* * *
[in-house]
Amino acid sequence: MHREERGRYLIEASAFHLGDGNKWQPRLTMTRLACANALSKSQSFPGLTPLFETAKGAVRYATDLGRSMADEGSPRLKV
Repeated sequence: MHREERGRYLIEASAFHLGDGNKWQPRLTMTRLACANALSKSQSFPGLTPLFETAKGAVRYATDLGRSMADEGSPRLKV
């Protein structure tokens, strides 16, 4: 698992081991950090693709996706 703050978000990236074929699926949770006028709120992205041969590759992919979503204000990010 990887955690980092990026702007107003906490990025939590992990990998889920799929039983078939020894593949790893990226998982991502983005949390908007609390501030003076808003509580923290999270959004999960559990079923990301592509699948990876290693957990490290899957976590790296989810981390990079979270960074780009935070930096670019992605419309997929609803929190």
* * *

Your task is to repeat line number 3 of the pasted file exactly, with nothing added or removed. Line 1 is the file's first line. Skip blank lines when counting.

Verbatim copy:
Repeated sequence: MHREERGRYLIEASAFHLGDGNKWQPRLTMTRLACANALSKSQSFPGLTPLFETAKGAVRYATDLGRSMADEGSPRLKV